A recent joint study between the American University in Cairo (AUC) and the Egyptian Chinese University found that online fake news increased levels of consumer distrust among those surveyed. The COVID-19 pandemic brought about unprecedented consumption of media, particularly news and information, and as a result, high levels of what the paper termed “knowledge mismanagement” where fake news and misinformation were left to disseminate widely.
In turn, this also led to higher consumption of fake news and false information. This included false information about treatment methods and symptoms as well as frightening rumors and sometimes even inaccurate numbers regarding the infected people and deaths in different countries.
A highlighted concern was social media’s role in knowledge mismanagement due to the extent of misinformation and fake news that proliferated on it, especially during the COVID-19 pandemic. It was especially damaging because of how misinformation became more viral than evidence-based medical research, causing “a negative impact on people’s psychological status […] incorrect medical [advice] and economic disruption.”
The study was conducted by Randa El Bedawy, associate professor of management at AUC School of Business, and Mayar Farrag Elsayed, assistant professor at the Egyptian Chinese University. It surveyed a sample of 300 people segregated by age. One group was 16 to 25-year-olds (or Generation Z) and the other was simply above 25.
A majority said they had lost trust in social media due to the prevalence of fake news that was allowed to spread very freely during the height of the COVID-19 pandemic.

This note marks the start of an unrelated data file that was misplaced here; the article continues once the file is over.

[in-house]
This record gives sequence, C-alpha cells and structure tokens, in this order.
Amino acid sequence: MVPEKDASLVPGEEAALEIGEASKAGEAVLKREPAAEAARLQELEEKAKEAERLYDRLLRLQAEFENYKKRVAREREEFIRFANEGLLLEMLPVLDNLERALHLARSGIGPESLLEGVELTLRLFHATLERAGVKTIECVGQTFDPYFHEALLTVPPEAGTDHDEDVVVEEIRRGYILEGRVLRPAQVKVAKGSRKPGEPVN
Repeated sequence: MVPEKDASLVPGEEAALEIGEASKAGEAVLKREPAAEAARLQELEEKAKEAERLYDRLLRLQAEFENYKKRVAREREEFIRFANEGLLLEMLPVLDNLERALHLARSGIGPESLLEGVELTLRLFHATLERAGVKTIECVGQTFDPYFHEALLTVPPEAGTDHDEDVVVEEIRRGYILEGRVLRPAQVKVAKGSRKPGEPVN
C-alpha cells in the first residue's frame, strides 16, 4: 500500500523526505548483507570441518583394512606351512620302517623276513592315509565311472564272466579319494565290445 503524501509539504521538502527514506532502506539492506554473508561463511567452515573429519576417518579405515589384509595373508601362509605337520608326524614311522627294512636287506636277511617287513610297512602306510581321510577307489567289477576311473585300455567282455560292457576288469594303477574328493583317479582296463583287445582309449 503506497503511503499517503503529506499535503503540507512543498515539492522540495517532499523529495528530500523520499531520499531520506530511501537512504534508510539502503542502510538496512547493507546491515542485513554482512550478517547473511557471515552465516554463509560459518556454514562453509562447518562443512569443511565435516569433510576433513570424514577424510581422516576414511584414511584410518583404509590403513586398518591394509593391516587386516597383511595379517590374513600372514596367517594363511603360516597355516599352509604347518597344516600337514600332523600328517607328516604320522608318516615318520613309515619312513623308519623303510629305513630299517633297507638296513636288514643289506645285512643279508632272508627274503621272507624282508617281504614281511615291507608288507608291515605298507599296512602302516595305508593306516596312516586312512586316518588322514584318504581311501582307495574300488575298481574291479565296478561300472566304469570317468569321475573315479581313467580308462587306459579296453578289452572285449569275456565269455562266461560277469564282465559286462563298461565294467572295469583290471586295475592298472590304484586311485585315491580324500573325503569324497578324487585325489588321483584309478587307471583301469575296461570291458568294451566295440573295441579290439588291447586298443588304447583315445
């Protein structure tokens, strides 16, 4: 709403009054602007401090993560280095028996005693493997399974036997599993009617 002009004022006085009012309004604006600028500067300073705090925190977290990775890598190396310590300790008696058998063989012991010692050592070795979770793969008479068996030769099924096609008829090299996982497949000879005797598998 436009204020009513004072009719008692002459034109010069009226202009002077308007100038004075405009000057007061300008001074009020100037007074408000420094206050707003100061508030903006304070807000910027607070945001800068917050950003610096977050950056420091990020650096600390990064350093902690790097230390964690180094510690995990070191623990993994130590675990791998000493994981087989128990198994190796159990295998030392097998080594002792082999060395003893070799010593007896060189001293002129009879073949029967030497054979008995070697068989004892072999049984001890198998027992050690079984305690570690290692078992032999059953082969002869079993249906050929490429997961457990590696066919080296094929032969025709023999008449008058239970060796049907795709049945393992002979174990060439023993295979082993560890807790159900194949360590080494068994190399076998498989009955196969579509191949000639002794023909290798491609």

Other effects were that it weakened trust in online news and made many question the authenticity of any online information about COVID-19, even from credible sources.
Generation Z were more conscious of the consequences of spreading COVID-19 misinformation and believed that governments and companies had an important role to play in the management of knowledge shared on social media.
“Generally, people used social media to spread news regardless of if they know that it may include fake news, which may in turn disaffect access to credible news,” El Bedawy said to Business Forward.
The researchers concluded that more efforts were required to increase awareness of fake news among the general public and the dangers of sharing them.
There can potentially be a fine line between government regulation and censorship of information. How can governments and companies strike the right balance to avoid the latter?
El Bedawy said transparency was the key. “[It] is crucial to build the right balance through the trust along with clear accountability,” she said.
“Transparency along the process of knowledge management is a focal point for its success. The right information should be provided at the right time through an effective channel to effectively reach in turn the target audience.”